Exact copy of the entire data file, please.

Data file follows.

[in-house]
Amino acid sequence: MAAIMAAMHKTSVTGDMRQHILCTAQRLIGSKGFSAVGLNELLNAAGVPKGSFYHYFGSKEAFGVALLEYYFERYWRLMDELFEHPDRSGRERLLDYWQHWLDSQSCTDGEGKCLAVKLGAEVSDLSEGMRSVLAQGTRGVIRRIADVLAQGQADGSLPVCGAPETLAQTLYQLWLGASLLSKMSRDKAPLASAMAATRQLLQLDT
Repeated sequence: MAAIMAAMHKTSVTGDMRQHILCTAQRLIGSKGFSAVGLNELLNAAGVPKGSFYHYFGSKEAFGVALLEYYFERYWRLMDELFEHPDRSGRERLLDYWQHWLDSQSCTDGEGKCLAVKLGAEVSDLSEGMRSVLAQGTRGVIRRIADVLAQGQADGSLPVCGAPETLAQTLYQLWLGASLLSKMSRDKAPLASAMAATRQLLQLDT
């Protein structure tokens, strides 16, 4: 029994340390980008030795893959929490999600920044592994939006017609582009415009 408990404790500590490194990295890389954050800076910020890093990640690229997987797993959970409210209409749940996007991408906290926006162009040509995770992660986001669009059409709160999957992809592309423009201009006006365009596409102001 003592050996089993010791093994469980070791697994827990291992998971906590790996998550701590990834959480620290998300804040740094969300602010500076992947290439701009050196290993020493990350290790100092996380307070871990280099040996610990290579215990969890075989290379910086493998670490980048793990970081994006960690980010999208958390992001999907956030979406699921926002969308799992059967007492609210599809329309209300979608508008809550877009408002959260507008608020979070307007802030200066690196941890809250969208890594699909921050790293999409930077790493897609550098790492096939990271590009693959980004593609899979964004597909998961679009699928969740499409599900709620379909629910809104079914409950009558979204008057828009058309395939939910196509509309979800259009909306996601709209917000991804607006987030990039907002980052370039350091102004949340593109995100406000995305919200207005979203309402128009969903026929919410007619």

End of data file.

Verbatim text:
[in-house]
Amino acid sequence: MAAIMAAMHKTSVTGDMRQHILCTAQRLIGSKGFSAVGLNELLNAAGVPKGSFYHYFGSKEAFGVALLEYYFERYWRLMDELFEHPDRSGRERLLDYWQHWLDSQSCTDGEGKCLAVKLGAEVSDLSEGMRSVLAQGTRGVIRRIADVLAQGQADGSLPVCGAPETLAQTLYQLWLGASLLSKMSRDKAPLASAMAATRQLLQLDT
Repeated sequence: MAAIMAAMHKTSVTGDMRQHILCTAQRLIGSKGFSAVGLNELLNAAGVPKGSFYHYFGSKEAFGVALLEYYFERYWRLMDELFEHPDRSGRERLLDYWQHWLDSQSCTDGEGKCLAVKLGAEVSDLSEGMRSVLAQGTRGVIRRIADVLAQGQADGSLPVCGAPETLAQTLYQLWLGASLLSKMSRDKAPLASAMAATRQLLQLDT
């Protein structure tokens, strides 16, 4: 029994340390980008030795893959929490999600920044592994939006017609582009415009 408990404790500590490194990295890389954050800076910020890093990640690229997987797993959970409210209409749940996007991408906290926006162009040509995770992660986001669009059409709160999957992809592309423009201009006006365009596409102001 003592050996089993010791093994469980070791697994827990291992998971906590790996998550701590990834959480620290998300804040740094969300602010500076992947290439701009050196290993020493990350290790100092996380307070871990280099040996610990290579215990969890075989290379910086493998670490980048793990970081994006960690980010999208958390992001999907956030979406699921926002969308799992059967007492609210599809329309209300979608508008809550877009408002959260507008608020979070307007802030200066690196941890809250969208890594699909921050790293999409930077790493897609550098790492096939990271590009693959980004593609899979964004597909998961679009699928969740499409599900709620379909629910809104079914409950009558979204008057828009058309395939939910196509509309979800259009909306996601709209917000991804607006987030990039907002980052370039350091102004949340593109995100406000995305919200207005979203309402128009969903026929919410007619």